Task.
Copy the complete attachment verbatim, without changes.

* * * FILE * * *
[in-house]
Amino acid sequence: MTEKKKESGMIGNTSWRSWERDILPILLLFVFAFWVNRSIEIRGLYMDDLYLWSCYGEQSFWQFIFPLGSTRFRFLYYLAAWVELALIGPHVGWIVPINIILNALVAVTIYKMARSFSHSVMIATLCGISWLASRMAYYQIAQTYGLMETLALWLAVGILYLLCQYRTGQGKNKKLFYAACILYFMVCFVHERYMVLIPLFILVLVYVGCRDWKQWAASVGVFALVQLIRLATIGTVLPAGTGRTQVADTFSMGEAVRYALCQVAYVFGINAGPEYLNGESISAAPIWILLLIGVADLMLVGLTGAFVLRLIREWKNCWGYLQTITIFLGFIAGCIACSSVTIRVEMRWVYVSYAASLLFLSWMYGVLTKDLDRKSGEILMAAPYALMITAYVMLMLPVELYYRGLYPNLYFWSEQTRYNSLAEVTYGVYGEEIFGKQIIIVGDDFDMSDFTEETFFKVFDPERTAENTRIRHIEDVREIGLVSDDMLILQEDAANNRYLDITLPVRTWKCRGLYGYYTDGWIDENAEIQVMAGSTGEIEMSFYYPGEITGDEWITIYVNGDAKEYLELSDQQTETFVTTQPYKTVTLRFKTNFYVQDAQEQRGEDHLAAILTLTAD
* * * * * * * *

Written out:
[in-house]
Amino acid sequence: MTEKKKESGMIGNTSWRSWERDILPILLLFVFAFWVNRSIEIRGLYMDDLYLWSCYGEQSFWQFIFPLGSTRFRFLYYLAAWVELALIGPHVGWIVPINIILNALVAVTIYKMARSFSHSVMIATLCGISWLASRMAYYQIAQTYGLMETLALWLAVGILYLLCQYRTGQGKNKKLFYAACILYFMVCFVHERYMVLIPLFILVLVYVGCRDWKQWAASVGVFALVQLIRLATIGTVLPAGTGRTQVADTFSMGEAVRYALCQVAYVFGINAGPEYLNGESISAAPIWILLLIGVADLMLVGLTGAFVLRLIREWKNCWGYLQTITIFLGFIAGCIACSSVTIRVEMRWVYVSYAASLLFLSWMYGVLTKDLDRKSGEILMAAPYALMITAYVMLMLPVELYYRGLYPNLYFWSEQTRYNSLAEVTYGVYGEEIFGKQIIIVGDDFDMSDFTEETFFKVFDPERTAENTRIRHIEDVREIGLVSDDMLILQEDAANNRYLDITLPVRTWKCRGLYGYYTDGWIDENAEIQVMAGSTGEIEMSFYYPGEITGDEWITIYVNGDAKEYLELSDQQTETFVTTQPYKTVTLRFKTNFYVQDAQEQRGEDHLAAILTLTAD